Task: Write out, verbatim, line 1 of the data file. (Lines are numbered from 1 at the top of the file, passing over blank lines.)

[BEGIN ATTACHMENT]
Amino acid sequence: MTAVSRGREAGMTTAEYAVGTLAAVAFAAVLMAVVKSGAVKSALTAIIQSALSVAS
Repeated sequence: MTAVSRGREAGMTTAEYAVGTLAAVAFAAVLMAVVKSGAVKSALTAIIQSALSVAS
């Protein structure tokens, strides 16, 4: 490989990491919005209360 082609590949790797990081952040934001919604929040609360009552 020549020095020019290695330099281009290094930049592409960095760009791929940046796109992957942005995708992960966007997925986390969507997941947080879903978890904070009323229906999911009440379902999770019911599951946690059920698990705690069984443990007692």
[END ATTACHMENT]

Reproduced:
Amino acid sequence: MTAVSRGREAGMTTAEYAVGTLAAVAFAAVLMAVVKSGAVKSALTAIIQSALSVAS